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Saturday, October 15, 2011

Saturday Morning - Darkwing Duck

One thing that we can count on in the world of pop culture is that there are going to be huge successes and major flops.

And some things become so popular that in some cases, producers may devise something called a 'spin-off' or a 'crossover' that takes one or more of the characters from the original series to star in or kick off a new series.

Sometimes, this works out great. With all three versions of the CSI series, at least one of the main characters have appeared in Las Vegas, Miami, and New York City (Gil Grissom, Horatio Caine, and Mac Taylor have done crossovers at least twice thus far). Saved By The Bell had two spinoffs, one lasting longer than the other. Diff'rent Strokes launched the successful spinoff The Facts Of Life. Even the Mary Tyler Moore show had a couple of spinoffs, including Rhoda and Phyllis.

Some spinoffs just simply don't work out. Friends was a successful sitcom that lasted ten seasons. When Joey got his own spinoff, it barely registered on the Neilsen ratings scale. After the successful run of Three's Company, John Ritter tried his hand at a spinoff called Three's A Crowd, which barely lasted one season. The Golden Girls may have had a fantastic seven year run together, but when Bea Arthur left, and the other three moved into the Golden Palace, the show didn't do quite as well, but the Golden Girls did inspire the long-running sitcom Empty Nest, which later spun off another sitcom, Nurses.

Those are all fantastic examples of live-action shows which have had spinoffs and crossovers that have either succeeded or bombed.

But what about animated crossovers?

Certainly, Family Guy spawned a couple of successful spinoff series. Some celebrities and live-action characters have been put into animated format as well. Camp Candy is one example. Others include Muppet Babies, The Completely Mental Misadventures of Ed Grimley, Hulk Hogan's Rock 'N Wrestling, and Rick Moranis in Gravedale High.

And then you have rare instances in which a cartoon character from one show will pop onto another show for a cameo appearance, such as Ren and Stimpy appearing on The Simpsons, or Josie and the Pussycats appearing in Archie Comics. Even more rare is when you take a cartoon character that was established on one cartoon show, and take them and give them a huge role in a different program.



Yet that's exactly what happened on the Disney cartoon Darkwing Duck.

In particular with the character of Launchpad McQuack.



When Launchpad was first introduced in the world of Disney, he initially appeared on the television series DuckTales, which premiered on September 18, 1987. Launchpad's role in the series was that of Scrooge McDuck's personal pilot. Although on the series, he ended up crashing his plane every time he tried to land it, he always manages to do so without injuring any of his passengers. As someone with a huge stature in comparison to the other characters on DuckTales, Launchpad sometimes took on the role of personal bodyguard to Scrooge McDuck, and in most cases, he's seen as a friend to Scrooge's nephews, Huey, Dewey, and Louie.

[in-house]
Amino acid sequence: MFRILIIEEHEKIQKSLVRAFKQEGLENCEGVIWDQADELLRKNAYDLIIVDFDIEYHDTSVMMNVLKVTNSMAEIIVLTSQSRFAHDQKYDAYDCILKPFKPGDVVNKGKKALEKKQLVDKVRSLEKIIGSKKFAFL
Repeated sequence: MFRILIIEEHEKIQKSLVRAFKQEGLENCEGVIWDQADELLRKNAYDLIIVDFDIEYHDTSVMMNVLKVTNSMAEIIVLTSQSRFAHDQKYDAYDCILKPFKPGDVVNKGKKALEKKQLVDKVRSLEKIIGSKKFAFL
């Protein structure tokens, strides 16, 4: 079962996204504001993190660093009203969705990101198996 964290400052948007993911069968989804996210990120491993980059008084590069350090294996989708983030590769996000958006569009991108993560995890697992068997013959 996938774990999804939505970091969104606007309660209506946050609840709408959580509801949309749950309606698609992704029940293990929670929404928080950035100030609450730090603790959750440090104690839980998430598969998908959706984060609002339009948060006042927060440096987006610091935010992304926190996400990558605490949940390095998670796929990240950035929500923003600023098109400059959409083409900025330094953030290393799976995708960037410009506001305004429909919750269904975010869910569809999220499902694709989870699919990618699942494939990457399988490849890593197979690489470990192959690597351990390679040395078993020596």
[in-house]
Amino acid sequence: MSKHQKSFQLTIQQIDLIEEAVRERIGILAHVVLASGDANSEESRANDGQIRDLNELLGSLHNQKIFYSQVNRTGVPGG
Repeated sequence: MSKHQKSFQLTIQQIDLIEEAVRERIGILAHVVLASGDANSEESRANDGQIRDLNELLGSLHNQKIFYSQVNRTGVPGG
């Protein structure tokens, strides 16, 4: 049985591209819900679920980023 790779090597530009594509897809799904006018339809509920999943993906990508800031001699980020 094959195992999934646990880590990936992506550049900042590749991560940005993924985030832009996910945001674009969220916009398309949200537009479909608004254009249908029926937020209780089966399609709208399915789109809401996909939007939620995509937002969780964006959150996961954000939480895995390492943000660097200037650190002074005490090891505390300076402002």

But on Darkwing Duck, he took on a completely different role. He wasn't involved in as many action scenes in Darkwing Duck as he was on DuckTales, but he still provided a fairly important role on the series, and I'll get into that in just a little bit.

Right now, I want to talk about the show itself, and how it came to be.

The year was 1991. That was the year that Darkwing Duck was first conceived. The show was made especially to be a spin-off of the DuckTales series, which had ended just before the 1990 holiday season. The show itself was inspired by a DuckTales episode, which was entitled 'Double-O-Duck', which portrayed Launchpad as a secret agent. When Tad Stones was approached to come up with a series around the episode, because a Disney executive seemed to like the title of 'Double-O-Duck'. While Stones was unsure of the premise, as he felt the idea lacked heart, and didn't have any sense of family surrounding it, he pitched the idea using a character named GizmoDuck (who was introduced in DuckTales' final season).

That first idea was rejected, but Stones was given a second chance to come up with a better idea. Taking the idea of Double-O-Duck, and turning him into a separate character rather than the alter ego of Launchpad McQuack (Launchpad would become the sidekick of Double-O-Duck). The new show idea would have Double-O-Duck as a 'man of mystery' with a fleet of duck-headed vehicles designed after similar ones used in Batman and Judge Dredd. The character would also be a father to a preteen daughter named Gosalyn, which was basically a plot device used to complicate his life, and play havoc with the sophisticated self image he was proud of.

A problem arose when the title 'Double-O-Duck' could not be used, as the Ian Fleming estate had trademarked the Double-O name from the popular James Bond series of films. A contest was held between staff members of the Disney TV Animation studios to come up with a new name for the superhero. A lot of names were suggested, but Alan Burnett came up with the winning name of Darkwing Duck.



As a result of the new name, Darkwing Duck's appearance soon changed. Initially he was to be designed as wearing a white tuxedo and black domino mask. Instead, the colour purple was brought in, and Darkwing Duck wore a purple mask instead of a black one.

So on March 31, 1991, Darkwing Duck first premiered on the Disney Channel and in the Disney Afternoon cartoon block. The show took place in the city of St. Canard, and depicted Darkwing Duck and his sidekick Launchpad (who had quit working for Scrooge McDuck in the first episode) fighting against the criminals who kept wreaking havoc on the town's citizens.